“Add sugar and sell it. This can be translated across into culture, can it not? When life gives you folk literature, gothic fairy tales and myth, what does Disney do? Add sugar and sell it. When the body of world art and tradition gives you complexity, ambiguity and difficulty – add sugar. When news and events present obstacles, problems and conflict – add sugar. For America sugar is an unalloyed good in and of itself and as a metaphor, a symbol. It might seem that Americans have the taste buds and desires of children. We know this from their popular foodstuffs: melted cheese, fried chicken, milk-shakes, cookies, candy, fizzy sugared drinks, pappy hamburgers smothered in sugared sauce – even their so-called high-end coffee is flavoured with sweet vanilla, cinnamon or hazelnut. Adults are helped to stay childish though sport, games, gadgets, monster-trucks and escapist movies, cowboys, superheroes, comic book villains and thrilling science fiction. Homer Simpson or Peter Griffin from Family Guy, are lovable forgivable funny and charming inasmuch as they are children. It’s all about how many cup-holders their cars have, nothing to do with suspension or engine, it’s all about feeding their stomachs and their minds with things that are sweet and easily assimilated: non-complex carbohydrates and non-complex concepts. It is no accident that in Family Guy, which if you haven’t seen you really must, the most memorable and popular character is Stewie, a sinister and malevolent babe in arms who is funny because he is entirely adult and sophisticated – and to prove it he has an English accent. He is sceptical about everything where his family is credulous about everything, melancholy where they are pointlessly breezy, direct and secretive where they are euphemistic and lacking in mystery.”—Stephen Fry (via azspot)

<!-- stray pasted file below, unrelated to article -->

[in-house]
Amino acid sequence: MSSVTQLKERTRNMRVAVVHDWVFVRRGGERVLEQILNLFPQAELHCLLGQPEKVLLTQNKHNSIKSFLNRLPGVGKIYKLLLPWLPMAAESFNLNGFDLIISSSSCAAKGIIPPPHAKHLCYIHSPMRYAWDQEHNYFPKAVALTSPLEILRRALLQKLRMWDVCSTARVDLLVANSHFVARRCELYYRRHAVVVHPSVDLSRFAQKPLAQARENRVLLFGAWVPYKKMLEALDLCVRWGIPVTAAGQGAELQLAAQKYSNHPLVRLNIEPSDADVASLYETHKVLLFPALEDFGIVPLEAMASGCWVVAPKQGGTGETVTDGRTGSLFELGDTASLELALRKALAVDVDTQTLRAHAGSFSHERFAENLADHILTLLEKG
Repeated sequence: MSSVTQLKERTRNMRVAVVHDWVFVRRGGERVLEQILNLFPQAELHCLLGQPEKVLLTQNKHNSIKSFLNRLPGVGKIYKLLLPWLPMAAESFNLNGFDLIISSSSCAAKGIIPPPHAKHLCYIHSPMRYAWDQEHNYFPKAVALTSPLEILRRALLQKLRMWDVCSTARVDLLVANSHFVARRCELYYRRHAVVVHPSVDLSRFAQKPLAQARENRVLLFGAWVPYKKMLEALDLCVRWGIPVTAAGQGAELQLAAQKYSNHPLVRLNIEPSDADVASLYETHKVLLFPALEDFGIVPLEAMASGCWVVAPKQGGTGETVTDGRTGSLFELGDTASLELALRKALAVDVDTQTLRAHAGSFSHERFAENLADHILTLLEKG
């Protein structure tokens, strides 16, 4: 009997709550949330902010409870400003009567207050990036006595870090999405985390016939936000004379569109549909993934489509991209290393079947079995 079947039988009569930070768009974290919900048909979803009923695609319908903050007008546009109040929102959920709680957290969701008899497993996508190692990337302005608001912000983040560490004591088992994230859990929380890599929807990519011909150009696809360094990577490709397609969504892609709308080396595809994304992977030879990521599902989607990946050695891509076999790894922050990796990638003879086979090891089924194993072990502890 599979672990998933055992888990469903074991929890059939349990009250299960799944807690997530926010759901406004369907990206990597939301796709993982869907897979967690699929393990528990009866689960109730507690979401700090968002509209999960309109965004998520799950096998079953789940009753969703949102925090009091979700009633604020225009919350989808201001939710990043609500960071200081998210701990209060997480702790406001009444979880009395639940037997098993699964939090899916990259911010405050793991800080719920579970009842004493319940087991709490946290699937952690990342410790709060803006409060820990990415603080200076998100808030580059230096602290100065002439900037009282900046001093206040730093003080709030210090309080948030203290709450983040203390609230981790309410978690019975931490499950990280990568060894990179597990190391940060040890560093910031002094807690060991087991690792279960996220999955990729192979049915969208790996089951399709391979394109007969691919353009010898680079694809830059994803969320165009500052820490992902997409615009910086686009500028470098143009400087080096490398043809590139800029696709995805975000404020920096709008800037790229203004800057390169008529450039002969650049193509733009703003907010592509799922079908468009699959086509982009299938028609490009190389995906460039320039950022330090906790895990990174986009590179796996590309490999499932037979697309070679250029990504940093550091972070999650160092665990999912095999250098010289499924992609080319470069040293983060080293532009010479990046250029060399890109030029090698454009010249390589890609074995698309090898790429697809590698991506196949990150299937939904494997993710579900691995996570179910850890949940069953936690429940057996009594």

Panera Bread Co. is asking customers at a new restaurant to pay what they want.
The national bakery and restaurant chain launched a new nonprofit store here this week that has the same menu as its other 1,400 locations. But the prices are a little different — there aren’t any. Customers are told to donate what they want for a meal, whether it’s the full suggested price, a penny or $100.
trent and i are studying in the living room, and alla sudden someone yells “can i get some help over here?” we grab cell phones, shoes, run outside, walk around, look for clues. we didn’t see or hear anything else, so we came back inside. by now i’m pretty genuinely concerned because it was an absolutely desperate scream.
cole was watching TV in his room and that part was just really loud. he did say our immediate sense of civic responsibility gave him a warm fuzzy feeling, though.
i just rode my bike drunk for the first time. it’s pretty neat to sing songs to pedestrians to try and keep yourself going. this bender started around easter.
it’s spring. it’s nearly summer. i could tell you guys about how i’m waivering, and it’s weird. i could say how things are so different, but that would essentially be saying things are still the same. maybe i’m lost, but when the hell aren’t i? i could say i never know what to think. i could say i feel really deeply. i could say my feet smell, i drank gin out of a plastic bottle, and i’m exhausted.
and you all could say, jeanine, what else is new? and that would be fine. you would be right.
in 10 more minutes, you can’t buy beer in champaign because it’s too late. i just hurried trent out the door with his last $10 to his name to go buy us toilet paper and beer. less toilet paper than beer, of course.